The Second Minister for National Development Desmond Lee remains optimistic about Singapore's real estate industry.
It seems that Singapore's property market is on the upswing, as the government announced that they predict residential units for sale in Singapore will double in number "in the next few years".
The Second Minister for National Development Desmond Lee gave these comments at the Real Estate Developers' Association of Singapore (REDAS) Spring Lunch last February 23.
"The property market is in the early stages of a recovery and positive buying sentiments are likely to continue," said REDAS president Augustine Tan.
"Barring unforeseen circumstances and on the back of a stronger-than-expected economic growth outlook in Singapore, sale momentum of 2017 is likely to carry through to the next few years."
The marginal buyer's stamp duty rate has been raised from 3% to 4% for residential properties worth over $1 million. In spite of that, Tan remains optimistic about the industry.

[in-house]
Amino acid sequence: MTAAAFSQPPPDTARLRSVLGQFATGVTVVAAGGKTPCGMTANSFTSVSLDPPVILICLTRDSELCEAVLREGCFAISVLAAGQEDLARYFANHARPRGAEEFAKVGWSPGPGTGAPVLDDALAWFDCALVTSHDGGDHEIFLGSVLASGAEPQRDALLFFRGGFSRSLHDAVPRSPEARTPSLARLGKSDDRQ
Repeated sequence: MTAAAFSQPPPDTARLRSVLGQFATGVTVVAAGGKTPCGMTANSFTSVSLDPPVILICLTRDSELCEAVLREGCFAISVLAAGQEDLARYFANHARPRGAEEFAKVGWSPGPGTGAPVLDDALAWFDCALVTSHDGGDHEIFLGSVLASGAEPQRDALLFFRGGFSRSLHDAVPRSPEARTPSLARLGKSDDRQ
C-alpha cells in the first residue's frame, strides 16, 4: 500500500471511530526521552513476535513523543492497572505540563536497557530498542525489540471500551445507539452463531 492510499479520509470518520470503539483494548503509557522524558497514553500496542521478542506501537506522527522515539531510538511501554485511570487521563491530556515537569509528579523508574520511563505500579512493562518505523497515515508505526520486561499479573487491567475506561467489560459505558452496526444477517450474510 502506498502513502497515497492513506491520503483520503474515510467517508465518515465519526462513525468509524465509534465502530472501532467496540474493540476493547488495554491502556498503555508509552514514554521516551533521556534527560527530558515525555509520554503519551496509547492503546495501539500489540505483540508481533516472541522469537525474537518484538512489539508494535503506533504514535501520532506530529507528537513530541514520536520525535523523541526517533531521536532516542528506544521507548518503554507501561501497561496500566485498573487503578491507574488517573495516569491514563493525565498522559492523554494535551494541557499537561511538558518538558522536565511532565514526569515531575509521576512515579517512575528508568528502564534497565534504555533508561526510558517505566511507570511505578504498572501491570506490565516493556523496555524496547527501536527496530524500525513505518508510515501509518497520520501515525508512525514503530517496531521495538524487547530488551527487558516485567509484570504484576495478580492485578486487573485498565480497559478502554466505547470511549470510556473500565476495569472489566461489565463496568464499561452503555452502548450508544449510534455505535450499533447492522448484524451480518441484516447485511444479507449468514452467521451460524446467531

"Although the new revised buyer's stamp duty hike may add some friction to transaction volumes and buyers are still price-sensitive, it is unlikely to derail the recovery," he said.
"Singapore properties are competitively affordable compared to cities like Shanghai and London."
Tan cited a JLL research that said it took 4.8 to 5 years on the average to afford a home in Singapore in 2016. In Shanghai and Beijing, this was 14-15 years, and in London, this was 8.5 years.
Lee continued to say that the real estate industry transformation map will help shift the industry towards seamless and secure transactions. This will help existing firms remain competitive even with the influx of disruptive new players.
He also recommended that firms design buildings which are easier to maintain, as this will help reduce costs moving forward.
"We encourage the industry to adopt smarter and more efficient facilities management systems that can streamline processes, reduce abortive work, and reap cost savings over time."
He also encouraged developers to take into account Singapore's land scarcity.
"With land scarcity in Singapore, there may be a need for more mixed-use developments with higher density."
Featured image: Pxhere; Pexels
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